The Lady Guide to Modern Manners: 23 June

Don’t worry about impressing people on your birthday, advises Thomas Blaikie
Dear Thomas
I’ve got a big birthday coming up and the guest list for the party is just growing and growing. I don’t want to exclude anybody but it’s all getting alarmingly unmanageable. I don’t know what to do.
Abigail Hunter, Battersea

Dear Abigail
You sound panicked. I don’t blame you. My friend Philip Hensher, the novelist and critic, said the other day: ‘Never invite more people to your party than you can speak to for two minutes.’ Maths isn’t my strong point, but we might assume that a party lasts, properly, for four hours. So that means you can invite 120 people. Although you’re not going to be yapping away solidly for all that time. There will be pauses and distractions, such as vol-au-vents to see to – so let’s say that reduces to 90 the number of people you can talk to for two minutes.

I don’t see how it’s humanly possible to talk to different people for longer than that, even if the party carries on for more than four hours – by which time it could well have become disorderly, especially if you are completely shattered by your two-minute chats with 90 people. Really, by this method, 90 is too many. It should be more like 60.

In addition there are other logistics to consider – can you accommodate that number of people in the space you have? Can you afford it? Some people love to throw a vast bash and spend money they don’t have. But I do wonder how many would rather not but feel obliged. As you say, once you’ve started in this direction, the numbers grow and grow.

There are many pitfalls to be avoided, not least the water supply being cut off or the electricity failing. Even if you have caterers, a hired venue and every comfort that money can buy, the strain is never entirely alleviated.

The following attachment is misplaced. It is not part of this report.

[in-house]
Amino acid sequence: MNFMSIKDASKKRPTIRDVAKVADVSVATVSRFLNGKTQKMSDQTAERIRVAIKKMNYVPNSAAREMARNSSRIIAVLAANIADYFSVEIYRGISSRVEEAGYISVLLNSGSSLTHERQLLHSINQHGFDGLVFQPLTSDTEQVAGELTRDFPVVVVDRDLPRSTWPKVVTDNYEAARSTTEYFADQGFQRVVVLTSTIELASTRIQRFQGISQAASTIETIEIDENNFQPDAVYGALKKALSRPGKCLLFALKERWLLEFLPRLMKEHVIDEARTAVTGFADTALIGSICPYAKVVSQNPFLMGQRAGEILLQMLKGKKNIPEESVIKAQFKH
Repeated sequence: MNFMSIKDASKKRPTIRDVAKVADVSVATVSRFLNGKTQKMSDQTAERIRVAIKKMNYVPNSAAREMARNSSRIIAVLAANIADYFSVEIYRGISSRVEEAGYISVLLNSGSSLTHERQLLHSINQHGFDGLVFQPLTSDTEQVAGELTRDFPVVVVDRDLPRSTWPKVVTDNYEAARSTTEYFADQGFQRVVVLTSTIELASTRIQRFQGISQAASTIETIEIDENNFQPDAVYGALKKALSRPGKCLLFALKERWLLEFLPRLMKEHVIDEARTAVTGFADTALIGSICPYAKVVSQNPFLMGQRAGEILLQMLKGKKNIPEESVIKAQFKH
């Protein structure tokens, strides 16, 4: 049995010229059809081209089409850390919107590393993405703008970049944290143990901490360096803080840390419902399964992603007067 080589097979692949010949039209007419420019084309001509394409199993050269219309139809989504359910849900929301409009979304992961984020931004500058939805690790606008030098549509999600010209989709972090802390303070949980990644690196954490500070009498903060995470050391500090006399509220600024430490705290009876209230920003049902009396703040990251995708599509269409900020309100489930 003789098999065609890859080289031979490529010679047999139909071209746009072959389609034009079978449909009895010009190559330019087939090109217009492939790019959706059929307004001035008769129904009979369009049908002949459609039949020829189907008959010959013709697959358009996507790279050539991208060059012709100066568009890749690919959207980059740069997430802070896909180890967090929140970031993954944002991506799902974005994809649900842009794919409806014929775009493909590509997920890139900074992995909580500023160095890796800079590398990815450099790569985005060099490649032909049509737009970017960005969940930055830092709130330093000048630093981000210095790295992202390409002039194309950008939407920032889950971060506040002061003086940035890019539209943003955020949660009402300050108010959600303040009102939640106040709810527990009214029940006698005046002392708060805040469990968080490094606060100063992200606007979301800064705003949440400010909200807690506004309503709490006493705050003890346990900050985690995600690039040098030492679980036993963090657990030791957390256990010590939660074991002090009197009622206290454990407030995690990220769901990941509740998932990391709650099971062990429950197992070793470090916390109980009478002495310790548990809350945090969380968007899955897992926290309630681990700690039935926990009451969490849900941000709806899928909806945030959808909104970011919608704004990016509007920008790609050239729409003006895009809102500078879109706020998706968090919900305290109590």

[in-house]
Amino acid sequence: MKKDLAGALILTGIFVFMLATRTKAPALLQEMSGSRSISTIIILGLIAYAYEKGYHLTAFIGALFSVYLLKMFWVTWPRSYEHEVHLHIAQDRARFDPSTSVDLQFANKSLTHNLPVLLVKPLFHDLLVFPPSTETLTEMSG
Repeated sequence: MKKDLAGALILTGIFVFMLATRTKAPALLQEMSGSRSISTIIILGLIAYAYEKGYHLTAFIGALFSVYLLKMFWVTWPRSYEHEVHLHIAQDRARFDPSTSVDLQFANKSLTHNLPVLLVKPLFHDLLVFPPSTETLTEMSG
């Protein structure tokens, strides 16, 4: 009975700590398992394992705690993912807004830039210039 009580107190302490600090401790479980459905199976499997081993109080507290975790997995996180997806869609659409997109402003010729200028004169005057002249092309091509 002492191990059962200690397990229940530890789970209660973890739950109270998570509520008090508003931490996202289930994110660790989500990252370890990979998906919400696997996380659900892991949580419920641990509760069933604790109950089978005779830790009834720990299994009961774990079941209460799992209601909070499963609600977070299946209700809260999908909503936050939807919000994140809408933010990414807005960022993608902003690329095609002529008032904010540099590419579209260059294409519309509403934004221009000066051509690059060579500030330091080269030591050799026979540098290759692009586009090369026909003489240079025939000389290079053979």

If you don’t want to do it, don’t. Question your motivation. Are you trying to please people or impress or short-circuit insecurity by surrounding yourself with an adoring throng, whom, when it comes to it, you’ll find intimating and exhausting? Why not have a smaller gathering of people who really matter to you and who will get on well together? It’s a stereotype, but if you’re an older person, you may prefer something more cosy. Or team up with another friend having a birthday around the same time to lighten the burden of responsibility? Another approach could be to have a series of informal gatherings for the different areas of your life – such as family, neighbours, intimates and so on.

They don’t all have to be drinks parties in the evening – lunch or tea (economical and delicious) are also possible. Whatever you decide, remember: it’s your birthday.

Please send your questions to or write to him at The Lady, 39-40 Bedford Street, London WC2E 9ER

WHAT TO DO ABOUT...Manspreading

Manspreading is when men splay their legs so widely when seated, especially on buses and trains, that there’s no room for anyone else. Actually the days of gender stereotyping the male sex in this fashion are numbered. For years men have been the only group left about whom it is not just acceptable to make unflattering generalisations but positively encouraged. So let’s pile on the abuse before it’s too late. I hear reports from Madrid where signs have recently appeared on public transport showing a bright red stick man sitting prominently with legs splayed. Next to him is a big red cross. ‘El manspreading’, as it’s called in Spanish, is not welcome.

It took an online petition launched by a feminist group, the Microrrelatos Feministas collective plus the collaboration of the city transport company with the Madrid city council’s equality department to bring about this state of affairs. So no smoking, no blocking the doors, give up your seat for an elderly or pregnant person and now... no manspreading. In New York and Seattle, the problem of intrusive (and embarrassing) male legs has also been identified as a public menace. In Seattle the sign depicts a disagreeable purple octopus. Is this fair?